juckerz wrote in post #16147167
That's the dumbest thing I've read all day, and I was just on a NASCAR forum. These two cameras most certainly do not use the same implementation of 'AI Servo II AF'. Tracking algorithms are created for specific bodies based on the number and sensitivity of the focus points. So an algorithm for a 45 focus point 1D body isn't going to be the same as one created for the 7D's 19 points (or any subset of those points),,, now is it? Duh.
1D II, III, & IV bodies all murder the 7D in tracking accuracy and focus speed.
You are obviously entitled to your opinion, but you are also obviously ignorant on how software works. 5 point AF, 20 point AF or 100 point AF, the same software can work, just with a larger array of data to pass focus to. I also have used multiple 1D3s, 1D4, and multiple 7Ds, and I know very, very well how they all compare.
Bottom line, the 7D and 1D4 both use dual digic iv processors with a separate dedicated AF processor, and both employ AI Servo II algorithms. Sure, there might be some tweaks and setting adjustments to the 1D4, but basically, the same platform. # of AF points and their types are nothing more than configuration data in the firmware. So perhaps my post wasn't the dumbest one out there, and you can go back to the Nascar forums.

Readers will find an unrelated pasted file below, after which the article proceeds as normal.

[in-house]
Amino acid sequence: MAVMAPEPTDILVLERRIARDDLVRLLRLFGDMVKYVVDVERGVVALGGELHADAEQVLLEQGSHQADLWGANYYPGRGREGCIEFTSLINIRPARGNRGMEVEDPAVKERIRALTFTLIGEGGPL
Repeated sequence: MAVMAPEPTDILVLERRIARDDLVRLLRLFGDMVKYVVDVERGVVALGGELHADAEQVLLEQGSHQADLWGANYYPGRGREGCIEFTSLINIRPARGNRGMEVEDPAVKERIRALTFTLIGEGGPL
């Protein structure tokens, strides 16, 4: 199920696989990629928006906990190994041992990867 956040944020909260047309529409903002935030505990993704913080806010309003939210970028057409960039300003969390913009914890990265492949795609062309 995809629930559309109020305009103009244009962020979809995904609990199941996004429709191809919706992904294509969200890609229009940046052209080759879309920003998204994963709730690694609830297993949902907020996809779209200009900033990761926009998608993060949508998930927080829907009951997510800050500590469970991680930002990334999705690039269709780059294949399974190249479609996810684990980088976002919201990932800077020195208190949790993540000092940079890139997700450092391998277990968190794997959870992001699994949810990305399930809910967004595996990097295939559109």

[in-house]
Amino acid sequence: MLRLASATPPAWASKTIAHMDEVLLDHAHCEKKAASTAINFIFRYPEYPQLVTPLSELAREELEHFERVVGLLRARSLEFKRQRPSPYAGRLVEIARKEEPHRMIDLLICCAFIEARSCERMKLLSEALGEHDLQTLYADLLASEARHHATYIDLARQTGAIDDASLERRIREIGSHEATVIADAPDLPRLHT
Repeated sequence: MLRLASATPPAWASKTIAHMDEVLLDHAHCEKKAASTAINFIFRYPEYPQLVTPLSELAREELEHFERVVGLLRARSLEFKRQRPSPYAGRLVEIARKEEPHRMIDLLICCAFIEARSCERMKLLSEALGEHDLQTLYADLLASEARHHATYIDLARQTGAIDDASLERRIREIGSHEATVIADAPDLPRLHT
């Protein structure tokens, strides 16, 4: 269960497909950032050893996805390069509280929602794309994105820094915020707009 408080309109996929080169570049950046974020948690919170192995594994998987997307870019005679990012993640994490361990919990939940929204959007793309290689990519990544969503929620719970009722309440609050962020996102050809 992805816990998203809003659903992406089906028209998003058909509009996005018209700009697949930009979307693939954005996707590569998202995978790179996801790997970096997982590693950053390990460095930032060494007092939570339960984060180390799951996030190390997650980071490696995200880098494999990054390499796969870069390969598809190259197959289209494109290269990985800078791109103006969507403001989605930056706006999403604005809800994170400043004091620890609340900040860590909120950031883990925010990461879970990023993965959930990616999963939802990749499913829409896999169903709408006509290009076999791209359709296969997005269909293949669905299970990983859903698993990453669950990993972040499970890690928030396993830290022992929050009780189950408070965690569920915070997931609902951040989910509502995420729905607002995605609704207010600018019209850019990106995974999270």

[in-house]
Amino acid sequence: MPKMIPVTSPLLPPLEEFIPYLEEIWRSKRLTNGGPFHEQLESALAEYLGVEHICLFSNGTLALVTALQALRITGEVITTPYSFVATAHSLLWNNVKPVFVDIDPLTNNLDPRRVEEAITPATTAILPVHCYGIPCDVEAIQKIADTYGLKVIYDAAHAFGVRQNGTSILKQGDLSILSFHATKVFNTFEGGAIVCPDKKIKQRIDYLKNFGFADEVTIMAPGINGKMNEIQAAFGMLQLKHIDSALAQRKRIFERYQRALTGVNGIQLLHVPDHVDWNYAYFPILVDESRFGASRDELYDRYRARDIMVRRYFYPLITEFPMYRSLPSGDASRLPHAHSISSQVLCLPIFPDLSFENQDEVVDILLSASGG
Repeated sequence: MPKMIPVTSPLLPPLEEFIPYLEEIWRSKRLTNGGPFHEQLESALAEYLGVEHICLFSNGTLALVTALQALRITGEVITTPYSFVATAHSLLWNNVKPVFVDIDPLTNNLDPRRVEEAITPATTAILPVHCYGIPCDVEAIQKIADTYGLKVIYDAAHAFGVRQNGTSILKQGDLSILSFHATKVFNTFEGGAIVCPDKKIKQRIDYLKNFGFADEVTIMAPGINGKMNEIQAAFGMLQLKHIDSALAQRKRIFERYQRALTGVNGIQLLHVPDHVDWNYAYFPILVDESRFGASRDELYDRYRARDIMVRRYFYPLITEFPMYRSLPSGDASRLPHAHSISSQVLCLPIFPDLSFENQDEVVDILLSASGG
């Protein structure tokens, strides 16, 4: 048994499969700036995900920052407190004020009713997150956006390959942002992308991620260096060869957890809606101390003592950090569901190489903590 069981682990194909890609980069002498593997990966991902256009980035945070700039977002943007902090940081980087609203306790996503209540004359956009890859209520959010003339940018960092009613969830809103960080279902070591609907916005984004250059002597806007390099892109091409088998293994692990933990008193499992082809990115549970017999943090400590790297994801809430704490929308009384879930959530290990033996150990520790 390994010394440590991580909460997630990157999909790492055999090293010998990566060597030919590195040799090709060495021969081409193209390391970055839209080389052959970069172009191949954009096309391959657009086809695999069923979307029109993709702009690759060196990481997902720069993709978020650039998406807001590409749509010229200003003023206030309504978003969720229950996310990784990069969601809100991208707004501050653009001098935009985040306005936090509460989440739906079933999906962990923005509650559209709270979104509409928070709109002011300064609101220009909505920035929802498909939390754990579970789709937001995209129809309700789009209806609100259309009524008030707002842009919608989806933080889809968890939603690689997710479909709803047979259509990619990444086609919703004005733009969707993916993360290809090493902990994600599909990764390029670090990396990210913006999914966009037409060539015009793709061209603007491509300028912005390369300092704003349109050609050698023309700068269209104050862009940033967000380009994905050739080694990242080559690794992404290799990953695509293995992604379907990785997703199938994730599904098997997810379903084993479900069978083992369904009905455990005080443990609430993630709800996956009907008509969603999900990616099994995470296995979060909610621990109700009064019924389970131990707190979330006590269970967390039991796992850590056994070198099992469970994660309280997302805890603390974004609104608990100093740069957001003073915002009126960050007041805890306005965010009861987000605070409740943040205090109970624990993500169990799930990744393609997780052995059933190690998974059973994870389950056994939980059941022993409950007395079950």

More learning grasshopper, less attacking...
From Canon wrote:
Like all EOS-1 series models, and the EOS 7D, the EOS-1D Mark IV features a dedicated autofocus microprocessor for handling AF calculations. To cope with AI Servo running at 10fps, the autofocus processor shares this processing with the camera processor, thereby improving the speed of AF calculations.
The autofocus algorithm has also been adjusted based on user feedback. The EOS-1D Mark IV has a more balanced response that has been tuned to offer a more stable autofocus operation.
AI Servo II autofocus functions in a similar way to the system found in the EOS 7D – when tracking a moving subject it will predict where the subject should be based on current trajectory and speed. If the camera obtains an autofocus reading that is substantially different to what is expected, it will ignore that reading and continue to the next predicted position. This also works effectively when an obstacle passes in front of the main subject. In this instance, the camera will continue to track the main subject basing the focus on the results calculated immediately before the obstacle passed between the camera and the subject. The changes in the autofocus system and algorithm mean that AI Servo II AF can now be used accurately with close-up subjects as well.